Acceleration of the lower block

  1. 1. The problem statement, all variables and given/known data

    In the diagram shown below, the lower block is acted on by a force, F, which has a magnitude of 58.6 N. The coefficient of kinetic friction between the lower block and the surface is 0.204. The coefficient of kinetic friction between the lower block and the upper block is also 0.204. What is the acceleration of the lower block, if the mass of the lower block is 4.68 kg and the mass of the upper block is 2.11 kg?

    2. Relevant equations

    F=ma / friction = [tex]\mu[/tex]mg

    3. The attempt at a solution

    so i wrote the forces that affect each box

    For the upper box ::[tex]\sum[/tex] F= T-[tex]\mu[/tex]m1g
    for the lower box :: [tex]\sum[/tex] F= F-T- friction1- friction2

    i solved the first equation for tension and then substituted it into the 2nd equation and i solved for acceleration...can u pls. tell me what i'm doin wrong thanx :))
     

    Attached Files:

  2. jcsd
  3. Doc Al

    Staff: Mentor

    OK, but what did you use for the friction forces on the lower box?
    I assume you applied Newton's 2nd law to each box to get two equations. Show exactly what you did and then we can see what went wrong.
     
  4. for friction 1 i used (coeffecient of frictionxmass1xgravity) and for friction 2 i use (coeffecient of frictionxmass2xgravity)
    and the equation i got before isolating for acceleration is ::

    a(m2+m1)= Fapplied-(coeffecient of frictionxmass1xgravity)-(coeffecient of frictionxmass1xgravity)-(coeffecient of frictionxmass2xgravity)

    so then a = [Fapplied-(coeffecient of frictionxmass1xgravity)-(coeffecient of frictionxmass1xgravity)-(coeffecient of frictionxmass2xgravity)] /(m1+m2)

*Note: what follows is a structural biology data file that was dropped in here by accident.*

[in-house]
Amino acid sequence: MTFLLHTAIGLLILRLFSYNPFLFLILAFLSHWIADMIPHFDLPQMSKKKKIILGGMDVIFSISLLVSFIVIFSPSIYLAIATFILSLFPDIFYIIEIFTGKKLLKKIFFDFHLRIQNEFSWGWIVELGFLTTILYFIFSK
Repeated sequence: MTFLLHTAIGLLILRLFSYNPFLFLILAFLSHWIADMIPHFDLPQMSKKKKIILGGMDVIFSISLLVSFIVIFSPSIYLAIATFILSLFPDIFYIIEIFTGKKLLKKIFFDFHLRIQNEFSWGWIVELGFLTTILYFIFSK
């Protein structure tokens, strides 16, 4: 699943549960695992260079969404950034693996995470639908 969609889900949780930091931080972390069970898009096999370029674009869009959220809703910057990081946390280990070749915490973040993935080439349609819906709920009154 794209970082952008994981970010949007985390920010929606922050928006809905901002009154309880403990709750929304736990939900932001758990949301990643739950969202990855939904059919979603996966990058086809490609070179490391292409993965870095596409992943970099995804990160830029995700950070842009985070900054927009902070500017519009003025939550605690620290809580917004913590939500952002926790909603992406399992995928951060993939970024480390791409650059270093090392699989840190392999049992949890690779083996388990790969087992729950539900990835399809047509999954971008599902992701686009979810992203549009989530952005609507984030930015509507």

5. Doc Al

    Staff: Mentor

    OK.
    Careful: What's the normal force between the bottom block and the floor?
     
  6. is it f 2 = coeffecient of frictionxmass2+ mass1xgravity...???
     
  7. Doc Al

    Staff: Mentor

    Yes, the normal force is the combined weight of both blocks, thus f2 = μ(m1 + m2)g.
     
  8. ok so i changed that and my answer is still coming out wrong is there anything else wrong i cld have done in the initial equation??
     
  9. Doc Al

    Staff: Mentor

    Show me your final equation.
     
  10. my final equation wld look like ::
    m2a = [Fapplied-m1a-(coeffecient of frictionxmass1xgravity)-(coeffecient of frictionxmass1=mass2xgravity)-(coeffecient of frictionxmass2xgravity)]


    a = [Fapplied-(coeffecient of frictionxmass1xgravity)-(coeffecient of frictionxmass1=mass2xgravity)-(coeffecient of frictionxmass2xgravity)] /(m1+m2)

    Fapplied is the force given in the question
     
  11. Doc Al

    Staff: Mentor

    Your equations are a bit confusing, due to what may be a few typos. (The '=', for one.) Can you rewrite using F, m1, m2, μ, and g? Try to simplify as much as possible.
     
  12. m2a= [F -m1a- (μm1g)- (μg(m1+m2)) - (μm2g)]

    a = [F - (μm1g) - (μg(m1+m2)) - (μm2g)]/(m1+m2)

    iss that clearer ??
     
  13. Doc Al

    Staff: Mentor

    Yes, much clearer. You have an extra m2 term in there for some reason. If you write the original Newton's law equations for m1 and m2, perhaps we can see where it got snuck in.
     
  14. this is what i have as my equations for m1 and m2

    m1:: m1a= T- μm1g
    m2 :: m2a = Fapp - T- μ(m1+m2)g- μm2g

    i dont see the extra m2 in my equations can u be a bit more specific
     
  15. Doc Al

    Staff: Mentor

    That second friction term in the m2 equation is the problem--you're using the wrong mass.
     
  16. so this m2 :: m2a = Fapp - T- μ(m1+m2)g- μm2g wld be this m2 :: m2a = Fapp - T- μ(m1+m2)g- μm1g....
    then the final equation wld look like a = [Fapp - (μm1g) - (μg(m1+m2)) - (μm1g)]/(m1+m2)
    is that correct??
     
  17. Doc Al

    Staff: Mentor

    That looks good. But consolidate some of those terms.
     
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